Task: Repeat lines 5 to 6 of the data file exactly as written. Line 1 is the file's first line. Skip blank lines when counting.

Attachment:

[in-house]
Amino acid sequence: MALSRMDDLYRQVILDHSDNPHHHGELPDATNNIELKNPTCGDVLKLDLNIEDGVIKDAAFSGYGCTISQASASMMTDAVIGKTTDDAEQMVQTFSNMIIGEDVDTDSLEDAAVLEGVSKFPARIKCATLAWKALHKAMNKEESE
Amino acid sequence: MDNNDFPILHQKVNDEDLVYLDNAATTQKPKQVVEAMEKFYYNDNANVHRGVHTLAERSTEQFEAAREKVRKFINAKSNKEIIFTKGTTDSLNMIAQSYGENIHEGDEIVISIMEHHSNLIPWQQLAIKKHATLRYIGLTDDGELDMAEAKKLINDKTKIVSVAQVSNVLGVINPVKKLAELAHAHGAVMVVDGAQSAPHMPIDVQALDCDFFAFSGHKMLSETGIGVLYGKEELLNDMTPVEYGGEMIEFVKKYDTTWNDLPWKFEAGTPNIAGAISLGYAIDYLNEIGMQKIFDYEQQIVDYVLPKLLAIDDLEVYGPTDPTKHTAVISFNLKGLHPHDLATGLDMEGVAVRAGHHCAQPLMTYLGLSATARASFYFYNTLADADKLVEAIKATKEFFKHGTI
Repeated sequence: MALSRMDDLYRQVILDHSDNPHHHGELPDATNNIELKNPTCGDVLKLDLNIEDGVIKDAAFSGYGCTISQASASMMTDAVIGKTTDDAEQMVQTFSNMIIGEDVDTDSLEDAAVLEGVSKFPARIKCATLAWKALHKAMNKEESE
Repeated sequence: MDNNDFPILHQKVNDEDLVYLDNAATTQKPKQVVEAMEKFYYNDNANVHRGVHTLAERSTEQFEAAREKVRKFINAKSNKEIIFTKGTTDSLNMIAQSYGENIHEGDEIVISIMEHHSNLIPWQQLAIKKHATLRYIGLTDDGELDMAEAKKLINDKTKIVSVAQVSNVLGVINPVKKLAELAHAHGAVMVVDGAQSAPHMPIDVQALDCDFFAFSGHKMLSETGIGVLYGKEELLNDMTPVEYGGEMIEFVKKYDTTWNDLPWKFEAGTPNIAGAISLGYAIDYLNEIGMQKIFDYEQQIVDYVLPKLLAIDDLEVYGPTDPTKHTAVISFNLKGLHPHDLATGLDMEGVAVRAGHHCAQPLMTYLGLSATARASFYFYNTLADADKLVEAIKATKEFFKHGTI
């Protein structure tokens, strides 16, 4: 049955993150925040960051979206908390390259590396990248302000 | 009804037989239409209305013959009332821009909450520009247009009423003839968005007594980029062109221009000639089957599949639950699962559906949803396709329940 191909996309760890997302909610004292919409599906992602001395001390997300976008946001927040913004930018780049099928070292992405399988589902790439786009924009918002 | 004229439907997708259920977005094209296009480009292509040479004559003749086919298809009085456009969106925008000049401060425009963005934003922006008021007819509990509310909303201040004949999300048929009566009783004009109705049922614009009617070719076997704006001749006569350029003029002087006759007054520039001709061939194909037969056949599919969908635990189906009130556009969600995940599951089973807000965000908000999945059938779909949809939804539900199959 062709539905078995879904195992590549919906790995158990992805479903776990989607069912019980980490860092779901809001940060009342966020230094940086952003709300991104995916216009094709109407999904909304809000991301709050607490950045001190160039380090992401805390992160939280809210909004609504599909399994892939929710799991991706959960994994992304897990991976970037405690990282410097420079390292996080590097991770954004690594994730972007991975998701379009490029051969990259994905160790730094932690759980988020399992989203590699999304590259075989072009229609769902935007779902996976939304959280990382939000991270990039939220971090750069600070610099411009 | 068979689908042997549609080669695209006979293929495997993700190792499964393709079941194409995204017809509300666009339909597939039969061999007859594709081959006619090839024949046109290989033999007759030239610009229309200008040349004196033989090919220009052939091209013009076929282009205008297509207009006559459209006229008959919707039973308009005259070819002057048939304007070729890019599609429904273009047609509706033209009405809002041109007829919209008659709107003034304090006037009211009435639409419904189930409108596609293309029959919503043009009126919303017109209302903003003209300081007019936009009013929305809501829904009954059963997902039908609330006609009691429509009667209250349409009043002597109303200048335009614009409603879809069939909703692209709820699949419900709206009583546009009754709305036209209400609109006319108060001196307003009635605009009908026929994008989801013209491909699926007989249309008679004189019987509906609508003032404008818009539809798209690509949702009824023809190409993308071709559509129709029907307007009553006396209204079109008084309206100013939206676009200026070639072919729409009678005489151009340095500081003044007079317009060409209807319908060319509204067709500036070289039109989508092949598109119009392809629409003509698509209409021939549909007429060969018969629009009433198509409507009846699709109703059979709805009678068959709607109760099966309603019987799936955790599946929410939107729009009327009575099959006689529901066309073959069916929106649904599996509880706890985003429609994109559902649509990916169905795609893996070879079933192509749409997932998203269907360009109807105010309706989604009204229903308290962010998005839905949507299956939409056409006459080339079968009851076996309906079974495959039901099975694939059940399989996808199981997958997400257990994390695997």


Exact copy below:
Repeated sequence: MDNNDFPILHQKVNDEDLVYLDNAATTQKPKQVVEAMEKFYYNDNANVHRGVHTLAERSTEQFEAAREKVRKFINAKSNKEIIFTKGTTDSLNMIAQSYGENIHEGDEIVISIMEHHSNLIPWQQLAIKKHATLRYIGLTDDGELDMAEAKKLINDKTKIVSVAQVSNVLGVINPVKKLAELAHAHGAVMVVDGAQSAPHMPIDVQALDCDFFAFSGHKMLSETGIGVLYGKEELLNDMTPVEYGGEMIEFVKKYDTTWNDLPWKFEAGTPNIAGAISLGYAIDYLNEIGMQKIFDYEQQIVDYVLPKLLAIDDLEVYGPTDPTKHTAVISFNLKGLHPHDLATGLDMEGVAVRAGHHCAQPLMTYLGLSATARASFYFYNTLADADKLVEAIKATKEFFKHGTI
């Protein structure tokens, strides 16, 4: 049955993150925040960051979206908390390259590396990248302000 | 009804037989239409209305013959009332821009909450520009247009009423003839968005007594980029062109221009000639089957599949639950699962559906949803396709329940 191909996309760890997302909610004292919409599906992602001395001390997300976008946001927040913004930018780049099928070292992405399988589902790439786009924009918002 | 004229439907997708259920977005094209296009480009292509040479004559003749086919298809009085456009969106925008000049401060425009963005934003922006008021007819509990509310909303201040004949999300048929009566009783004009109705049922614009009617070719076997704006001749006569350029003029002087006759007054520039001709061939194909037969056949599919969908635990189906009130556009969600995940599951089973807000965000908000999945059938779909949809939804539900199959 062709539905078995879904195992590549919906790995158990992805479903776990989607069912019980980490860092779901809001940060009342966020230094940086952003709300991104995916216009094709109407999904909304809000991301709050607490950045001190160039380090992401805390992160939280809210909004609504599909399994892939929710799991991706959960994994992304897990991976970037405690990282410097420079390292996080590097991770954004690594994730972007991975998701379009490029051969990259994905160790730094932690759980988020399992989203590699999304590259075989072009229609769902935007779902996976939304959280990382939000991270990039939220971090750069600070610099411009 | 068979689908042997549609080669695209006979293929495997993700190792499964393709079941194409995204017809509300666009339909597939039969061999007859594709081959006619090839024949046109290989033999007759030239610009229309200008040349004196033989090919220009052939091209013009076929282009205008297509207009006559459209006229008959919707039973308009005259070819002057048939304007070729890019599609429904273009047609509706033209009405809002041109007829919209008659709107003034304090006037009211009435639409419904189930409108596609293309029959919503043009009126919303017109209302903003003209300081007019936009009013929305809501829904009954059963997902039908609330006609009691429509009667209250349409009043002597109303200048335009614009409603879809069939909703692209709820699949419900709206009583546009009754709305036209209400609109006319108060001196307003009635605009009908026929994008989801013209491909699926007989249309008679004189019987509906609508003032404008818009539809798209690509949702009824023809190409993308071709559509129709029907307007009553006396209204079109008084309206100013939206676009200026070639072919729409009678005489151009340095500081003044007079317009060409209807319908060319509204067709500036070289039109989508092949598109119009392809629409003509698509209409021939549909007429060969018969629009009433198509409507009846699709109703059979709805009678068959709607109760099966309603019987799936955790599946929410939107729009009327009575099959006689529901066309073959069916929106649904599996509880706890985003429609994109559902649509990916169905795609893996070879079933192509749409997932998203269907360009109807105010309706989604009204229903308290962010998005839905949507299956939409056409006459080339079968009851076996309906079974495959039901099975694939059940399989996808199981997958997400257990994390695997």